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Refillable packaging systems: design considerations

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posted on 14.06.2006, 17:40 by Vicky LofthouseVicky Lofthouse, Tracy Bhamra
For a number of years it has been widely recognised by governments and industry that current human activities degrade the environment and cause serious negative consequences for human population’s [Brundtland, 1987] and as such we need to identify more sustainable patterns of development. A reduction of the environmental impact of human activities by “factor 10” is now recognised as a key target [Simon, 1997]. Considerable research has been carried out to understand how socially and environmentally responsible behaviours can be integrated into the product development process. During the early 1990’s ‘green design’ was the main focus for improvements of this nature, i.e. design which focuses on single issues, such as the use of recycled materials. As understanding progressed green design was superseded by ‘ecodesign’, recognised as being a more holistic approach which tackles environmental issues at all stages of a product’s life cycle and encourages designers to think about new ways of doing things. Sustainable Design goes beyond the consideration of environmental issues and also recognises the importance of social and ethical issues in design. Literature in this field indicates that considerable and progressive body of research concerning the integration of sustainable design principles into product development exists [Fussler and James, 1996; Stevels, 1996], however there is very little evidence to indicate similar work existing in the field of packaging.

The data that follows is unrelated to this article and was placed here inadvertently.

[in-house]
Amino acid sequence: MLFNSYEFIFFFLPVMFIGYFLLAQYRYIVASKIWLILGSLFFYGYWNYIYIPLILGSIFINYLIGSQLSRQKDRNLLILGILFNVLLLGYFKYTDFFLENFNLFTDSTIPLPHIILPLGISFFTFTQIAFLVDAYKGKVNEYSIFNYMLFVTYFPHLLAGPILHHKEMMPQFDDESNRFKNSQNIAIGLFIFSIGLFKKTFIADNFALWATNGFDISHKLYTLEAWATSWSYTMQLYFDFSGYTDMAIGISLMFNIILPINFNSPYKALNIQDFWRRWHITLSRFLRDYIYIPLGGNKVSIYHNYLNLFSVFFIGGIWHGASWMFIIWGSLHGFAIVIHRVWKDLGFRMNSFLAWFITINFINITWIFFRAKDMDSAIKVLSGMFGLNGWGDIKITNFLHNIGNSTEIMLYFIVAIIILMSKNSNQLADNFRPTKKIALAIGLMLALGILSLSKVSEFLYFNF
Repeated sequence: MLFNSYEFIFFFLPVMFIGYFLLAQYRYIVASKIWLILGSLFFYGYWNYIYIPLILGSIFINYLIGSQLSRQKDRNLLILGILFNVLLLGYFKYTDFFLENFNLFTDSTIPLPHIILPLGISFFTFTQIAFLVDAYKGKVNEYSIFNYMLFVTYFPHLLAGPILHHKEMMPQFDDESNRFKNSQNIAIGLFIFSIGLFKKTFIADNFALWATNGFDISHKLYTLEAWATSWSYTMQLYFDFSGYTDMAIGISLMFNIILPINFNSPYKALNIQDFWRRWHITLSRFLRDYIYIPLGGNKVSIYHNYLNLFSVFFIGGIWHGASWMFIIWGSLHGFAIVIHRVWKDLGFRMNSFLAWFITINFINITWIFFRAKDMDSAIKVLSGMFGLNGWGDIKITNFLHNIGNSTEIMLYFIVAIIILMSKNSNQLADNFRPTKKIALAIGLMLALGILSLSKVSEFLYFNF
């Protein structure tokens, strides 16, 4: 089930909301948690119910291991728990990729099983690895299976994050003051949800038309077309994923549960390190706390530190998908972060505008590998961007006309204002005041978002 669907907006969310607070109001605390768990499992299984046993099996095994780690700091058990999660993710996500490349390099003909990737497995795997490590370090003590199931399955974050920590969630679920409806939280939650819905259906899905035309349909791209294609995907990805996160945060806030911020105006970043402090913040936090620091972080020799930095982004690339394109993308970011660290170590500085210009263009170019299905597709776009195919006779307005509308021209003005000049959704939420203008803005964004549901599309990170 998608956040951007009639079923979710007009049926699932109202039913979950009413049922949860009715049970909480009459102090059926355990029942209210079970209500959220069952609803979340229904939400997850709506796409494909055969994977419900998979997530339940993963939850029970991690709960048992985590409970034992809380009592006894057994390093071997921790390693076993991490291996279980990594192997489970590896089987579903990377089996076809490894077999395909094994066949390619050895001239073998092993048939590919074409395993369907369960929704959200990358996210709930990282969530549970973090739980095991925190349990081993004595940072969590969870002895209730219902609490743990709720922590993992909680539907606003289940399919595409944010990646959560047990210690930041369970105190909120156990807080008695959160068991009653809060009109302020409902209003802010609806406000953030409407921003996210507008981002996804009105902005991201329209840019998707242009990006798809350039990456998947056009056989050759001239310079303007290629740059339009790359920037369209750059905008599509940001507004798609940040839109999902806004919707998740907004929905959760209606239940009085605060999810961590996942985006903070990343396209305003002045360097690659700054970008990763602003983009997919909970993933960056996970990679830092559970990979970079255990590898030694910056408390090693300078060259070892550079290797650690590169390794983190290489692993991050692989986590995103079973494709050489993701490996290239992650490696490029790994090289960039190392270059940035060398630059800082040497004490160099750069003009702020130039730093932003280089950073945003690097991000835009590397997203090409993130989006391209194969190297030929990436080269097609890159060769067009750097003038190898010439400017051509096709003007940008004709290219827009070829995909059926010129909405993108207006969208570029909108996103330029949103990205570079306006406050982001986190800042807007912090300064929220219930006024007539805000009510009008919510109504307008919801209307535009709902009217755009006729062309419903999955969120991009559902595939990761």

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Citation

LOFTHOUSE and BHAMRA, 2006. Refillable packaging systems: design considerations. IN: Proceedings of International Design Conference - Design 2006, 15-18 May, Dubrovnik

Publication date

2006

Notes

This is a conference paper.

Language

en